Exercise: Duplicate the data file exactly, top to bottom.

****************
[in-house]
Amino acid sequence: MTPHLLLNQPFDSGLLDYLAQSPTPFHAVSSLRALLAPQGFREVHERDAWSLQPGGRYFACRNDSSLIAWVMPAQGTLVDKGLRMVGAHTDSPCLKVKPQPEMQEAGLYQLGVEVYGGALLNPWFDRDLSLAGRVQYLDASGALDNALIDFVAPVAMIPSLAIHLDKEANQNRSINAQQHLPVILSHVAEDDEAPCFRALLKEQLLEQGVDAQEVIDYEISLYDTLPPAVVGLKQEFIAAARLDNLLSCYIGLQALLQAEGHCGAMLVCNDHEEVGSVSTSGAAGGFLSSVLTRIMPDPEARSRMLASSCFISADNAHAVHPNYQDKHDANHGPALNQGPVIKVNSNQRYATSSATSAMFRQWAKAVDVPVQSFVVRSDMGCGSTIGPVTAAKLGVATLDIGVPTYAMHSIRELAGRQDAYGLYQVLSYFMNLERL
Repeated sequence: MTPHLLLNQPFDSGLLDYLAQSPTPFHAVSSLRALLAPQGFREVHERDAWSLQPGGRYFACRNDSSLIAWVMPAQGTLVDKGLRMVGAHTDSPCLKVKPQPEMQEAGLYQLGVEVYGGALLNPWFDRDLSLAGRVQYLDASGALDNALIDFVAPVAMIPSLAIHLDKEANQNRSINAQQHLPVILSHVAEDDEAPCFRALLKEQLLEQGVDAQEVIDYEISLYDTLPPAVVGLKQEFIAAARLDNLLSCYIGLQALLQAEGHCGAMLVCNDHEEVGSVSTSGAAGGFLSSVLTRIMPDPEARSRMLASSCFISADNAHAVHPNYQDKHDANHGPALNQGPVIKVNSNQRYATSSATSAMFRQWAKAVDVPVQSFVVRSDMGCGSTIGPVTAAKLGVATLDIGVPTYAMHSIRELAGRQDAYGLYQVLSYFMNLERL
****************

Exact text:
[in-house]
Amino acid sequence: MTPHLLLNQPFDSGLLDYLAQSPTPFHAVSSLRALLAPQGFREVHERDAWSLQPGGRYFACRNDSSLIAWVMPAQGTLVDKGLRMVGAHTDSPCLKVKPQPEMQEAGLYQLGVEVYGGALLNPWFDRDLSLAGRVQYLDASGALDNALIDFVAPVAMIPSLAIHLDKEANQNRSINAQQHLPVILSHVAEDDEAPCFRALLKEQLLEQGVDAQEVIDYEISLYDTLPPAVVGLKQEFIAAARLDNLLSCYIGLQALLQAEGHCGAMLVCNDHEEVGSVSTSGAAGGFLSSVLTRIMPDPEARSRMLASSCFISADNAHAVHPNYQDKHDANHGPALNQGPVIKVNSNQRYATSSATSAMFRQWAKAVDVPVQSFVVRSDMGCGSTIGPVTAAKLGVATLDIGVPTYAMHSIRELAGRQDAYGLYQVLSYFMNLERL
Repeated sequence: MTPHLLLNQPFDSGLLDYLAQSPTPFHAVSSLRALLAPQGFREVHERDAWSLQPGGRYFACRNDSSLIAWVMPAQGTLVDKGLRMVGAHTDSPCLKVKPQPEMQEAGLYQLGVEVYGGALLNPWFDRDLSLAGRVQYLDASGALDNALIDFVAPVAMIPSLAIHLDKEANQNRSINAQQHLPVILSHVAEDDEAPCFRALLKEQLLEQGVDAQEVIDYEISLYDTLPPAVVGLKQEFIAAARLDNLLSCYIGLQALLQAEGHCGAMLVCNDHEEVGSVSTSGAAGGFLSSVLTRIMPDPEARSRMLASSCFISADNAHAVHPNYQDKHDANHGPALNQGPVIKVNSNQRYATSSATSAMFRQWAKAVDVPVQSFVVRSDMGCGSTIGPVTAAKLGVATLDIGVPTYAMHSIRELAGRQDAYGLYQVLSYFMNLERL